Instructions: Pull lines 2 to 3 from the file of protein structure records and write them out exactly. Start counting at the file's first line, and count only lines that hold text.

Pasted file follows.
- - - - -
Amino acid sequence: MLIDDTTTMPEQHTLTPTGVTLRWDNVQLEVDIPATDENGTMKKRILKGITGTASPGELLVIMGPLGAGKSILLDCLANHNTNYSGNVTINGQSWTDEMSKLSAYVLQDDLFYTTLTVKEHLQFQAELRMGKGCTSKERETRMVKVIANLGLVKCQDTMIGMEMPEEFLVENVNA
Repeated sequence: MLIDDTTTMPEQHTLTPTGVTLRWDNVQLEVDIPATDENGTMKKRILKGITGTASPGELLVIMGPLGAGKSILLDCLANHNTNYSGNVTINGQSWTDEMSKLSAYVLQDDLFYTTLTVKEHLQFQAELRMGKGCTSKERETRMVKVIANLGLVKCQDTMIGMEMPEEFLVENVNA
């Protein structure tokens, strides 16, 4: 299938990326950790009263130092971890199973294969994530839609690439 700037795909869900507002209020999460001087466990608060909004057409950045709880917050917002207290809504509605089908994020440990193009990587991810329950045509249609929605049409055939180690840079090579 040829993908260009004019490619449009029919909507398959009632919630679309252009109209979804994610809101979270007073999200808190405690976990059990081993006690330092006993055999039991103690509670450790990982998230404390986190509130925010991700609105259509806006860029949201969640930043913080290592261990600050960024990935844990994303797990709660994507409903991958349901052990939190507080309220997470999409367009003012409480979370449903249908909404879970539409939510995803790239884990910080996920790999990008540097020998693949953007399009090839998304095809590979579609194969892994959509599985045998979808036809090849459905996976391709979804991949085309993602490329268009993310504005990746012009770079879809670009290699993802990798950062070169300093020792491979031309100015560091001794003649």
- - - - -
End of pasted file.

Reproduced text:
Repeated sequence: MLIDDTTTMPEQHTLTPTGVTLRWDNVQLEVDIPATDENGTMKKRILKGITGTASPGELLVIMGPLGAGKSILLDCLANHNTNYSGNVTINGQSWTDEMSKLSAYVLQDDLFYTTLTVKEHLQFQAELRMGKGCTSKERETRMVKVIANLGLVKCQDTMIGMEMPEEFLVENVNA
């Protein structure tokens, strides 16, 4: 299938990326950790009263130092971890199973294969994530839609690439 700037795909869900507002209020999460001087466990608060909004057409950045709880917050917002207290809504509605089908994020440990193009990587991810329950045509249609929605049409055939180690840079090579 040829993908260009004019490619449009029919909507398959009632919630679309252009109209979804994610809101979270007073999200808190405690976990059990081993006690330092006993055999039991103690509670450790990982998230404390986190509130925010991700609105259509806006860029949201969640930043913080290592261990600050960024990935844990994303797990709660994507409903991958349901052990939190507080309220997470999409367009003012409480979370449903249908909404879970539409939510995803790239884990910080996920790999990008540097020998693949953007399009090839998304095809590979579609194969892994959509599985045998979808036809090849459905996976391709979804991949085309993602490329268009993310504005990746012009770079879809670009290699993802990798950062070169300093020792491979031309100015560091001794003649």